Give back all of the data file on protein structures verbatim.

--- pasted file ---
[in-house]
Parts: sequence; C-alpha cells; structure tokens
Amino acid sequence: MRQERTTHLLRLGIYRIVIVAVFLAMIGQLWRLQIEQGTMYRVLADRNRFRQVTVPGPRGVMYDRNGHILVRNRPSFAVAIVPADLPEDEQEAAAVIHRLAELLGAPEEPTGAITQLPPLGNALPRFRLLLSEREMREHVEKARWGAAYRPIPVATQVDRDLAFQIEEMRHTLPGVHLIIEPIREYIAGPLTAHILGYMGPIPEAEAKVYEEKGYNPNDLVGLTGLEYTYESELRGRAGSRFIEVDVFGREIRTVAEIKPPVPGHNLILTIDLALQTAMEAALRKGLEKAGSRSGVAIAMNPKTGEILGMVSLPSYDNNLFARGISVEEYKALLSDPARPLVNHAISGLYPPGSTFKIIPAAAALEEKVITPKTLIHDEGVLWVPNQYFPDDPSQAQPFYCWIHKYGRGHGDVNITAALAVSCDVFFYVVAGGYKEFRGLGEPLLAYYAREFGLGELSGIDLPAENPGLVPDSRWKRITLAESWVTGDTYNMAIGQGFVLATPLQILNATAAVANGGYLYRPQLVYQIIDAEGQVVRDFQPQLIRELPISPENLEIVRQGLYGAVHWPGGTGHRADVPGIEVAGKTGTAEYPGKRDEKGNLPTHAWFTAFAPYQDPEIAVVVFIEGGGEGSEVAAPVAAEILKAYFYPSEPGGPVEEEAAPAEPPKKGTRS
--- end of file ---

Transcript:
[in-house]
Parts: sequence; C-alpha cells; structure tokens
Amino acid sequence: MRQERTTHLLRLGIYRIVIVAVFLAMIGQLWRLQIEQGTMYRVLADRNRFRQVTVPGPRGVMYDRNGHILVRNRPSFAVAIVPADLPEDEQEAAAVIHRLAELLGAPEEPTGAITQLPPLGNALPRFRLLLSEREMREHVEKARWGAAYRPIPVATQVDRDLAFQIEEMRHTLPGVHLIIEPIREYIAGPLTAHILGYMGPIPEAEAKVYEEKGYNPNDLVGLTGLEYTYESELRGRAGSRFIEVDVFGREIRTVAEIKPPVPGHNLILTIDLALQTAMEAALRKGLEKAGSRSGVAIAMNPKTGEILGMVSLPSYDNNLFARGISVEEYKALLSDPARPLVNHAISGLYPPGSTFKIIPAAAALEEKVITPKTLIHDEGVLWVPNQYFPDDPSQAQPFYCWIHKYGRGHGDVNITAALAVSCDVFFYVVAGGYKEFRGLGEPLLAYYAREFGLGELSGIDLPAENPGLVPDSRWKRITLAESWVTGDTYNMAIGQGFVLATPLQILNATAAVANGGYLYRPQLVYQIIDAEGQVVRDFQPQLIRELPISPENLEIVRQGLYGAVHWPGGTGHRADVPGIEVAGKTGTAEYPGKRDEKGNLPTHAWFTAFAPYQDPEIAVVVFIEGGGEGSEVAAPVAAEILKAYFYPSEPGGPVEEEAAPAEPPKKGTRS